Former premiers will have to get used to paying their own utilities, telephone and transportation bills after the Cabinet yesterday announced that it would suspend a range of benefits to the retired officials at the end of the month.
"We began talking to former premiers about the suspension of benefits around the beginning of this month. We eventually decided to do this because there is no law to justify their preferential treatment," Cabinet Spokesman Cheng Wen-tsang (
Cheng said that the Cabinet's decision to cancel the preferential treatment, which included subsidized gasoline, transportation and cellphone bills, a driver and free utilities, of former premiers came amid public concern after former premier Hau Pei-tsun (
Hau's decision was widely covered in the local media, and some have described it as a move to bolster his son Hau Lung-bin's (
Cheng said that although the Cabinet was not legally bound to extend preferential treatment to former premiers, it was an established practice to take care of them upon request, and that the benefits ceased upon the former official's death.
Among the nation's former premiers, only Tang Fei (
Meanwhile, a group of Democratic Progressive Party (DPP) lawmakers yesterday accused three former premiers of enjoying unjustified benefits under the former Chinese Nationalist Party (KMT) government, and demanded that they return the benefits to the national coffer.
"[The benefits] constitute ill-gotten gains, as there is no law or regulation entitling retired premiers to preferential treatment. The retired DPP premiers never applied for such treatment," DPP Legislator Yu Cheng-tao (余政道) told a press conference.
DPP lawmakers said they they were addressing the issue at this time to clarify the impression created by a recent string of corruption allegations involving President Chen Shui-bian's (陳水扁) aides and family members that the DPP was a corrupt party.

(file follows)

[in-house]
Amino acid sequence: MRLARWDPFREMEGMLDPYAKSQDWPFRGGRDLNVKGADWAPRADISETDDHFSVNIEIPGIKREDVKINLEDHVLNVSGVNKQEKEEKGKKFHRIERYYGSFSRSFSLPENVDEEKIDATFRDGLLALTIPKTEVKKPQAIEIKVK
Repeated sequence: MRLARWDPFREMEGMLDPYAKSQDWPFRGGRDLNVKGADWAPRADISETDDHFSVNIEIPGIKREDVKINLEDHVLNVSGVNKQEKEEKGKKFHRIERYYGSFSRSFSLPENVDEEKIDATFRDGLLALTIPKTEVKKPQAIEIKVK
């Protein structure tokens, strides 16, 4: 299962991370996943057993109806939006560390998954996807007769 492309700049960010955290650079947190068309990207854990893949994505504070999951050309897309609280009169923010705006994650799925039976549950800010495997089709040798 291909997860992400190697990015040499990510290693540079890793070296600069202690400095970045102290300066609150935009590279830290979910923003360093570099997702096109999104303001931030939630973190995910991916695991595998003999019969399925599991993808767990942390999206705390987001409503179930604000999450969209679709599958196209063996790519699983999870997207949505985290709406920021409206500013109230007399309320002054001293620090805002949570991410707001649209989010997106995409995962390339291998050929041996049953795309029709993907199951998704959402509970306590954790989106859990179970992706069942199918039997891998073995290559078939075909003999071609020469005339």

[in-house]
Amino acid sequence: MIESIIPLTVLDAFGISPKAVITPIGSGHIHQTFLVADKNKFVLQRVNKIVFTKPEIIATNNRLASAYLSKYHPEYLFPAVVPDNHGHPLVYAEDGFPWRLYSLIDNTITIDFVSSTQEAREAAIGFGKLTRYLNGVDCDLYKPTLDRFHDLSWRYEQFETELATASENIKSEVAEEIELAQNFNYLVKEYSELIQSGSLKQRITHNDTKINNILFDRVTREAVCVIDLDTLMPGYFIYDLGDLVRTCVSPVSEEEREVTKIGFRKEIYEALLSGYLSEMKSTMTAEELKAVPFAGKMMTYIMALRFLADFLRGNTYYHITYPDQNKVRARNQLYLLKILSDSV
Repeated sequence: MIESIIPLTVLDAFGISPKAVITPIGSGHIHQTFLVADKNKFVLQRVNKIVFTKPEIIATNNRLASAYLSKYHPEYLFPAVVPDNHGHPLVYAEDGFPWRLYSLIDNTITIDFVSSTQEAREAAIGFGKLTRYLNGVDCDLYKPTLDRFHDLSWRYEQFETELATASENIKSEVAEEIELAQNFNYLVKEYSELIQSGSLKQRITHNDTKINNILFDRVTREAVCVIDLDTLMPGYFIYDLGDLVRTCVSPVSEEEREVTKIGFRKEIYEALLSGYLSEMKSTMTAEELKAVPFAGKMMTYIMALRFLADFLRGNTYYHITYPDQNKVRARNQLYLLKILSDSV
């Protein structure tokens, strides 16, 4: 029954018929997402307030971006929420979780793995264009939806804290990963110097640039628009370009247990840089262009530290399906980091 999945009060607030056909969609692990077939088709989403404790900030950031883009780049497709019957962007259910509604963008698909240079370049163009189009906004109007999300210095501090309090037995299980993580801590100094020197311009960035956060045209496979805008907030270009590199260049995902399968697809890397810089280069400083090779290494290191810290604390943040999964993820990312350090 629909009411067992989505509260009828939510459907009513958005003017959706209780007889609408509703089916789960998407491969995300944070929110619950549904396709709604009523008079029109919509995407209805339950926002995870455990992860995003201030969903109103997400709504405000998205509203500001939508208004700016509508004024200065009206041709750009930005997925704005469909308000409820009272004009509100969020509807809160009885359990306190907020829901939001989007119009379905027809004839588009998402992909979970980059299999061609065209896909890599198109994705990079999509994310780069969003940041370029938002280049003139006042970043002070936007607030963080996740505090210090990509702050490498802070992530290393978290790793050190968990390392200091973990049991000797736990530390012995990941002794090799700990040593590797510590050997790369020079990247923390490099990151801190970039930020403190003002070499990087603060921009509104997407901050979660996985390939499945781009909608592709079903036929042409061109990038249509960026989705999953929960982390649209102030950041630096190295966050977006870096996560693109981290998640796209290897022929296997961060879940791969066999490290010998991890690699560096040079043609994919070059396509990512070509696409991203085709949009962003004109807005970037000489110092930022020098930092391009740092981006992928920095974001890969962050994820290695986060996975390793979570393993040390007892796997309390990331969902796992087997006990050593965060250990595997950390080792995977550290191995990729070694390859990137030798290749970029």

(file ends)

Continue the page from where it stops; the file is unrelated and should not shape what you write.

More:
"The recent corruption allegations against Chen might create the false impression that the KMT is free from corruption when it is not," Yu said.
DPP lawmakers said that the government has spent NT$28.16 million (US$862,570) on benefits for former premiers Lee Huan (李煥), Hau Pei-tsun and Vincent Siew (蕭萬長), excluding the money spent in paying for their water and electricity bills.
Taking Lee as an example, Yu said his preferential treatment included paying for 600 liters of gasoline per month, telephone bills of up to NT$3,000 per month, free water and electricity, as well as having a personal driver.
"It has been 207 months since Lee retired, and the government has spent NT$12.5 million on his preferential retirement benefits," he said.
Yu described the preferential treatment as irrational and unnecessary, saying that even taxi drivers probably didn't use 600 liters of fuel in a month.
Whene asked by reporters why the DPP government didn't suspend the preferential treatment after assuming power in 2000, DPP lawmakers said that the government had been unaware of the preferential treatment until now.